Rental Relief program comes to a close in RI
PROVIDENCE, RI (WLNE) – Imagine a knock on the door of a home you’ve lived in for years – paying rent every month for three years to a person you thought was your landlord – only to learn it was all a scam.
“He took it, cashed the checks, then fast forward to March 1st I got a knock on the door from a private investigator,” says Nicole Babbidge, a Cranston resident. The investigator informed the single mother that the home she and her two children have lived in for three years now had until the end of June to find a new place to call home.
“I immediately called rent relief,” recalls Babbidge, who began pouring over rentals. “I looked every day, saw maybe 20-30 apartments.”
With a pre-approval already in hand from Rhode Island’s Rent Relief program, Babbidge says she felt “supported” competing in today’s housing market. Yet quickly learned the pre-approval wouldn’t be valid if she didn’t find a home before the June 1st deadline of the relief program’s end.
“Because I had that letter, I was told I’d still be able to use it,” says Babbidge. “I got an email today from Rent Relief telling me unfortunately, as of today, they are unable to help.”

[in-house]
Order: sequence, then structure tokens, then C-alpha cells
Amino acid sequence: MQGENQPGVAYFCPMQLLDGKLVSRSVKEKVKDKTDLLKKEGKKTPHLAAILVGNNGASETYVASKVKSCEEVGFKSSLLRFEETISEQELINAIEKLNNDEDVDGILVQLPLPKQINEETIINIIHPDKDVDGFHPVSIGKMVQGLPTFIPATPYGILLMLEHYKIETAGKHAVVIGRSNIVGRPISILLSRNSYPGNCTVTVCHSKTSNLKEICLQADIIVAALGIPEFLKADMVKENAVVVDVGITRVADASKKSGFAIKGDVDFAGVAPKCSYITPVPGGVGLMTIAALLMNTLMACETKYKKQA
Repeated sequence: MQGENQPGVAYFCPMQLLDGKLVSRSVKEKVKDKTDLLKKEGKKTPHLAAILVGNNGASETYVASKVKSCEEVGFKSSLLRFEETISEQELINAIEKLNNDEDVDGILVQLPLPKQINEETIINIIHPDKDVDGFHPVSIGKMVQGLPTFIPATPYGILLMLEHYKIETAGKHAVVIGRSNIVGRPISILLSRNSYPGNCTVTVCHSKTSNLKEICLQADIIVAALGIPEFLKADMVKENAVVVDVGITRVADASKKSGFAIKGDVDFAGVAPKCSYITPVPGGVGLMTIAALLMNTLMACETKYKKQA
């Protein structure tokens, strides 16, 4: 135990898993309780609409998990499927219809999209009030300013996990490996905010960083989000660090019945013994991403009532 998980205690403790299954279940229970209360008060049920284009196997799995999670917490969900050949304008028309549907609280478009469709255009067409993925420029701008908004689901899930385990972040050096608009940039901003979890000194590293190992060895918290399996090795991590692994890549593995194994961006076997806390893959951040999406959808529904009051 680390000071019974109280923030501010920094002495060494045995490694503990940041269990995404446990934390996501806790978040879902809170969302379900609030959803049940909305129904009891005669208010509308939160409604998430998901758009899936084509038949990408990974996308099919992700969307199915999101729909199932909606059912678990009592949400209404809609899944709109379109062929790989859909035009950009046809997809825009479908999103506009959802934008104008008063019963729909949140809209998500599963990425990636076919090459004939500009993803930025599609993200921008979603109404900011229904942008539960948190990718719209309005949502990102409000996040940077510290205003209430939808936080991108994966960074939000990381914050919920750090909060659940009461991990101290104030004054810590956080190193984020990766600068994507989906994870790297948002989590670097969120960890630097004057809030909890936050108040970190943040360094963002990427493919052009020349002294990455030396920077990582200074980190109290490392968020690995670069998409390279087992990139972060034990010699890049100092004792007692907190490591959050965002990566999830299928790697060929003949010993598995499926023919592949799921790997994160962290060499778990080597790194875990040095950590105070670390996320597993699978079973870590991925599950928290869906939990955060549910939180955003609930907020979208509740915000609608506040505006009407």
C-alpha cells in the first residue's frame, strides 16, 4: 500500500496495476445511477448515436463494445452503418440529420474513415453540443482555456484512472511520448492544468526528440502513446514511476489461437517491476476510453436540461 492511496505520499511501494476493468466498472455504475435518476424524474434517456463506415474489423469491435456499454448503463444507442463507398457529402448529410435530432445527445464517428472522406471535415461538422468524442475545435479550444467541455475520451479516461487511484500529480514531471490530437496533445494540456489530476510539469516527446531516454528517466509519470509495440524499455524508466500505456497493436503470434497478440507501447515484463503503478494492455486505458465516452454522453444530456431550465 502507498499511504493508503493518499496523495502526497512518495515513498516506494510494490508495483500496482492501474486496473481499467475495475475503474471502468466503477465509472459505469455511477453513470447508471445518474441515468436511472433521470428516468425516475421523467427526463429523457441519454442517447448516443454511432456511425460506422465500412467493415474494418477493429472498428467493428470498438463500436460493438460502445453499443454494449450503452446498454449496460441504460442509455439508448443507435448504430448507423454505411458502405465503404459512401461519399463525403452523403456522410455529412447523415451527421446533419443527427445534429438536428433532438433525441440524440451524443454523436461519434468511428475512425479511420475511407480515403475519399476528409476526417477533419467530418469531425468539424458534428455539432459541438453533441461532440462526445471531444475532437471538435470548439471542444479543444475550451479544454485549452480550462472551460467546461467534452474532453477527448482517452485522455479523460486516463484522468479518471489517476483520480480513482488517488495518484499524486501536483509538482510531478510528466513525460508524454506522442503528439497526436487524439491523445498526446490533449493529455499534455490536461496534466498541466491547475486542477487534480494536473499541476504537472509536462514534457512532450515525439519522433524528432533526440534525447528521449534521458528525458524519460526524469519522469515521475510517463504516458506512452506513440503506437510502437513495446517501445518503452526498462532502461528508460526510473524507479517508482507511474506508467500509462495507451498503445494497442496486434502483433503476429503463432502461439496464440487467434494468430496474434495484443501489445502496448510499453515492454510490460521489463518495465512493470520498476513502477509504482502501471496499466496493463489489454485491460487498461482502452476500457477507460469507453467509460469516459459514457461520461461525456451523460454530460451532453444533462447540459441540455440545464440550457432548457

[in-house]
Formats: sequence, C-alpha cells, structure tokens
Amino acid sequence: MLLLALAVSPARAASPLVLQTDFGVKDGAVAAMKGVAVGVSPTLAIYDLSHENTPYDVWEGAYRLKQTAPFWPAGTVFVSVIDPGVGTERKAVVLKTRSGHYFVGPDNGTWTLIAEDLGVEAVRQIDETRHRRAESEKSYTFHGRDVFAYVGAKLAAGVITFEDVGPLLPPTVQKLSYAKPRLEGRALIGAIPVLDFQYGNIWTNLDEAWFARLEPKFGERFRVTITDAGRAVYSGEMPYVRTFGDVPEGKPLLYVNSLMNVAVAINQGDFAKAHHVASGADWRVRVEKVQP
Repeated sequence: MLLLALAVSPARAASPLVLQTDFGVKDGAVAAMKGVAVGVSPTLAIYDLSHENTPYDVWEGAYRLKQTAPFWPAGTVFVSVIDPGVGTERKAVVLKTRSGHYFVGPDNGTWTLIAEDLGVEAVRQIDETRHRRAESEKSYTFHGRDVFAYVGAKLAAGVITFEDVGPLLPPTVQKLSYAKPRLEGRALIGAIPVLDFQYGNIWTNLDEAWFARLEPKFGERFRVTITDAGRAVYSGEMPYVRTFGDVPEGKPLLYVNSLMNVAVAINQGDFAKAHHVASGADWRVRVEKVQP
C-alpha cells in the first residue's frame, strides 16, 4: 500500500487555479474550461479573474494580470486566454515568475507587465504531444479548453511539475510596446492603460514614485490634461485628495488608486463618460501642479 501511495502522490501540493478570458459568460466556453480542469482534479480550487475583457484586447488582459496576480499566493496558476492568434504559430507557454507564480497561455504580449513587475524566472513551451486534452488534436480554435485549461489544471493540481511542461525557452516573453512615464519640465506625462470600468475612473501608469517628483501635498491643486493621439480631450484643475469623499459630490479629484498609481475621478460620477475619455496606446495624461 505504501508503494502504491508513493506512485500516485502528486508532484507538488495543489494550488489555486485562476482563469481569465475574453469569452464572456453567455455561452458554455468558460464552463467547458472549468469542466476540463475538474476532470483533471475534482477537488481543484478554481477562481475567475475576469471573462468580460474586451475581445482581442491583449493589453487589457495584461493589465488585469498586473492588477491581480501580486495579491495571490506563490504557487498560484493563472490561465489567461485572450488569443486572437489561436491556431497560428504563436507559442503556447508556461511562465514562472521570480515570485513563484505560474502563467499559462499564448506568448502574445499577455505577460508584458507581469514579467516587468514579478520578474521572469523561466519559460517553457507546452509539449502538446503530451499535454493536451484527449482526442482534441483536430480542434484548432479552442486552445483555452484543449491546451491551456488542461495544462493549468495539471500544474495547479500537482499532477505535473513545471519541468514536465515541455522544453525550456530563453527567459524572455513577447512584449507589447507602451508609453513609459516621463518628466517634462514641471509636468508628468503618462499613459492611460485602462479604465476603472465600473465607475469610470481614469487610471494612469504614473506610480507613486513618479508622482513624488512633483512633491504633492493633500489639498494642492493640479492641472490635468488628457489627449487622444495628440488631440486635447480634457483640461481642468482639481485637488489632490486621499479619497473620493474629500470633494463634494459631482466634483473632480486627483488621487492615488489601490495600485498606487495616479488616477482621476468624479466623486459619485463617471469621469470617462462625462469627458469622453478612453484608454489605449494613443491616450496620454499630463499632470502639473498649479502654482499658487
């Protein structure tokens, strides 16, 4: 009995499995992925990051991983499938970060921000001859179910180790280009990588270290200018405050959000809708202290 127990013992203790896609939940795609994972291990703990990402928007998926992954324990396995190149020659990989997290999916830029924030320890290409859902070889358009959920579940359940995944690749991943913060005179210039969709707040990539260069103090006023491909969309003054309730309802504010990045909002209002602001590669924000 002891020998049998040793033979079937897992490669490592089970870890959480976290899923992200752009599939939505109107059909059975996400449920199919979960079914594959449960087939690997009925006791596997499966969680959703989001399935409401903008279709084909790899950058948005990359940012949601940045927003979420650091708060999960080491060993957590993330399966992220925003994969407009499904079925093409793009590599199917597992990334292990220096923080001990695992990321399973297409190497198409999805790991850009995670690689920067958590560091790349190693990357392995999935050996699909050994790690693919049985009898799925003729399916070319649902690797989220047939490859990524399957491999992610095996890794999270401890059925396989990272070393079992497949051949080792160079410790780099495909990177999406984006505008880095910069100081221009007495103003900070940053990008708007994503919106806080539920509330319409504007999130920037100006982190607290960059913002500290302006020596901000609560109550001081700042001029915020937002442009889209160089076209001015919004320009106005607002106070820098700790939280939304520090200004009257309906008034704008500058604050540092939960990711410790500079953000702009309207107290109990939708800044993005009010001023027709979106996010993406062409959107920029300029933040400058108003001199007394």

According to Chief Strategy & Innovation Officer at the Rhode Island Dept. of Housing Christine Hunsinger, the program has officially closed to new applicants as to June 1st as the state shifts towards an endemic.
“I think people forget what this program was originally for,” says Hunsinger. “It’s so hard to remember back when everything was shut down and businesses were closed so really, this was a bridge to the other side. And now we’re living with Covid.”
The Rent Relief program has already provided help to over 30,000 families at an average of $6,500 per household to pay past due rent, current months’ rent, and forward-facing for one month plus utilities.
Yet those like Babbidge who haven’t found a home yet in a fiercely competitive housing market are now learning their pre-approvals are null and void unless they are currently in a unit. “Those pre-approval letters really didn’t guarantee you anything,” explains Hunsinger. “It’s basically, we had looked at your application, you would be eligible if you found a unit.”